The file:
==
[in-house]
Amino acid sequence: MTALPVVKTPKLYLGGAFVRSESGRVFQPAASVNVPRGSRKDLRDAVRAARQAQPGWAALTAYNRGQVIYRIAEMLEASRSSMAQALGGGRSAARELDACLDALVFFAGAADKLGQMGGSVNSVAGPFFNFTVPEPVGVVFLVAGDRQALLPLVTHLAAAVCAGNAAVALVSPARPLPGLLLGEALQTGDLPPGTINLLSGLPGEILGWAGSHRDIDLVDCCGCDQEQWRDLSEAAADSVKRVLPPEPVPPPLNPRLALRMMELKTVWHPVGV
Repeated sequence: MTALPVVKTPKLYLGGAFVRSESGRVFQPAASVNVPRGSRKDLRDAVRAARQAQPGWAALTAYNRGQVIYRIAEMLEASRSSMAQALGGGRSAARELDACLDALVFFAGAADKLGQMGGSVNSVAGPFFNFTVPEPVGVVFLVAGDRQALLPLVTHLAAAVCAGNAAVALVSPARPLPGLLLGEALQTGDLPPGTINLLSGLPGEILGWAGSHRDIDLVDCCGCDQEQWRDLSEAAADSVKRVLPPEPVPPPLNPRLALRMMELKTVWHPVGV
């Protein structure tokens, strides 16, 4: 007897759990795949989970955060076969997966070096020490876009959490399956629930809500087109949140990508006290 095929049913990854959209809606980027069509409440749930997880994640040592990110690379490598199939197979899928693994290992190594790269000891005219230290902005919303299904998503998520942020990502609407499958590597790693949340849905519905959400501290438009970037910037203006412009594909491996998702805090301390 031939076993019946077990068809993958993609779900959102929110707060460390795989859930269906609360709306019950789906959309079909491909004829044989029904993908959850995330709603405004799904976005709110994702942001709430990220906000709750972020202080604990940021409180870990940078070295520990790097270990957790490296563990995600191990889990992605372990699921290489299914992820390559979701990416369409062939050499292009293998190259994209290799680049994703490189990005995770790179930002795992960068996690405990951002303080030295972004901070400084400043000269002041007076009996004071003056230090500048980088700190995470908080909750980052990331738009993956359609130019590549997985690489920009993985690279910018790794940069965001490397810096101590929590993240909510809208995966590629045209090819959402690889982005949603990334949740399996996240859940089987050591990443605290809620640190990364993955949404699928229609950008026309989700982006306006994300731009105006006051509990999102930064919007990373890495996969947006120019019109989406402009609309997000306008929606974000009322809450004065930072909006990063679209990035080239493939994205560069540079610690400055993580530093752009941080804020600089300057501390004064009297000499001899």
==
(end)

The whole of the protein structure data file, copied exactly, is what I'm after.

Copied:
[in-house]
Amino acid sequence: MTALPVVKTPKLYLGGAFVRSESGRVFQPAASVNVPRGSRKDLRDAVRAARQAQPGWAALTAYNRGQVIYRIAEMLEASRSSMAQALGGGRSAARELDACLDALVFFAGAADKLGQMGGSVNSVAGPFFNFTVPEPVGVVFLVAGDRQALLPLVTHLAAAVCAGNAAVALVSPARPLPGLLLGEALQTGDLPPGTINLLSGLPGEILGWAGSHRDIDLVDCCGCDQEQWRDLSEAAADSVKRVLPPEPVPPPLNPRLALRMMELKTVWHPVGV
Repeated sequence: MTALPVVKTPKLYLGGAFVRSESGRVFQPAASVNVPRGSRKDLRDAVRAARQAQPGWAALTAYNRGQVIYRIAEMLEASRSSMAQALGGGRSAARELDACLDALVFFAGAADKLGQMGGSVNSVAGPFFNFTVPEPVGVVFLVAGDRQALLPLVTHLAAAVCAGNAAVALVSPARPLPGLLLGEALQTGDLPPGTINLLSGLPGEILGWAGSHRDIDLVDCCGCDQEQWRDLSEAAADSVKRVLPPEPVPPPLNPRLALRMMELKTVWHPVGV
């Protein structure tokens, strides 16, 4: 007897759990795949989970955060076969997966070096020490876009959490399956629930809500087109949140990508006290 095929049913990854959209809606980027069509409440749930997880994640040592990110690379490598199939197979899928693994290992190594790269000891005219230290902005919303299904998503998520942020990502609407499958590597790693949340849905519905959400501290438009970037910037203006412009594909491996998702805090301390 031939076993019946077990068809993958993609779900959102929110707060460390795989859930269906609360709306019950789906959309079909491909004829044989029904993908959850995330709603405004799904976005709110994702942001709430990220906000709750972020202080604990940021409180870990940078070295520990790097270990957790490296563990995600191990889990992605372990699921290489299914992820390559979701990416369409062939050499292009293998190259994209290799680049994703490189990005995770790179930002795992960068996690405990951002303080030295972004901070400084400043000269002041007076009996004071003056230090500048980088700190995470908080909750980052990331738009993956359609130019590549997985690489920009993985690279910018790794940069965001490397810096101590929590993240909510809208995966590629045209090819959402690889982005949603990334949740399996996240859940089987050591990443605290809620640190990364993955949404699928229609950008026309989700982006306006994300731009105006006051509990999102930064919007990373890495996969947006120019019109989406402009609309997000306008929606974000009322809450004065930072909006990063679209990035080239493939994205560069540079610690400055993580530093752009941080804020600089300057501390004064009297000499001899």